Unintentional ingestions of dilute (<7.5%) cleaning solutions containing ammonium chloride typically do not cause serious harm. We present a case of an intentional ingestion of a dilute ammonium chloride solution resulting in significant morbidity.
A 60-year-old woman with bipolar disorder presented one hour after an intentional ingestion of approximately 15 fluid ounces (500 mL) of an algae and odor humidifier treatment containing a total of 2.25% ethyl ammonium chloride. Initial complaints included nausea with a single episode of nonbilious, nonbloody emesis, mild shortness of breath, and chest and epigastric pain. Physical exam was remarkable for bilateral wheezing and epigastric tenderness. An emergent endoscopy demonstrated a Grade 2b caustic injury in the esophagus and a Grade 3b injury in the stomach. Due to persistent cough, copious oral secretions, and worsening hoarseness, the patient was intubated and admitted to the ICU. Her course was complicated by mild hypotension, nonanion gap metabolic acidosis, and oliguria treated successfully with intravenous (IV) fluids. She also developed bilateral pneumonias later in the hospital course. Bedside bronchoscopy showed laryngeal edema and mucosal injury to the segmental level. The patient underwent tracheostomy on hospital day 6. An upper GI swallow study revealed poor esophageal motility in the mid- to lower third of the esophagus. The patient gradually tolerated oral fluids and on hospital day 20 had her tracheostomy tube removed. The patient was subsequently transferred to the psychiatric ward on hospital day 22.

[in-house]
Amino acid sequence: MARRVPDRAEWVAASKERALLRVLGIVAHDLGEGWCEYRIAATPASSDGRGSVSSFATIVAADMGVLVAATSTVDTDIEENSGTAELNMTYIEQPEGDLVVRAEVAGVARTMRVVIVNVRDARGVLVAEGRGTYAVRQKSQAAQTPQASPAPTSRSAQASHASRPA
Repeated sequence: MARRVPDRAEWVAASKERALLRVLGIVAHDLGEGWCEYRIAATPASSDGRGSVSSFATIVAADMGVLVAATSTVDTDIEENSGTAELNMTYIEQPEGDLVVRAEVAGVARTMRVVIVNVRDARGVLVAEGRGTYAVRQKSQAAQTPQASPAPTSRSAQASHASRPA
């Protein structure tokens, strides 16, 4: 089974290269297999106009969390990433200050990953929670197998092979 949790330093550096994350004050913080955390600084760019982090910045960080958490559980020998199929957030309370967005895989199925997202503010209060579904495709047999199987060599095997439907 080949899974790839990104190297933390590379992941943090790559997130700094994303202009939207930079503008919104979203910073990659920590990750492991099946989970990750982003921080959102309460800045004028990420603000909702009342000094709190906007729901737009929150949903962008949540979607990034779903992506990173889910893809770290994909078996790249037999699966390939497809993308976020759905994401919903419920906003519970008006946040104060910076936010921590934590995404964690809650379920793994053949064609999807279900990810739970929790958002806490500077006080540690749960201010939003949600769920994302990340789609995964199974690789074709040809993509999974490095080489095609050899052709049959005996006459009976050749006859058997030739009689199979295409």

Intentional ingestions of dilute ammonium chloride solutions can cause serious injury to the gastrointestinal tract and pulmonary systems, which can result in a complicated and prolonged hospitalization.
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Notes: Accepted for presentation to the North American Congress of Clinical Toxicology, Toronto, Canada, September 2008. There was no outside funding of any kind used for this study.
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Hammond, K., Graybill, T., Spiess, S.E. et al. A complicated hospitalization following dilute ammonium chloride ingestion. J. Med. Toxicol. 5, 218–222 (2009). https://doi.org/10.1007/BF03178271
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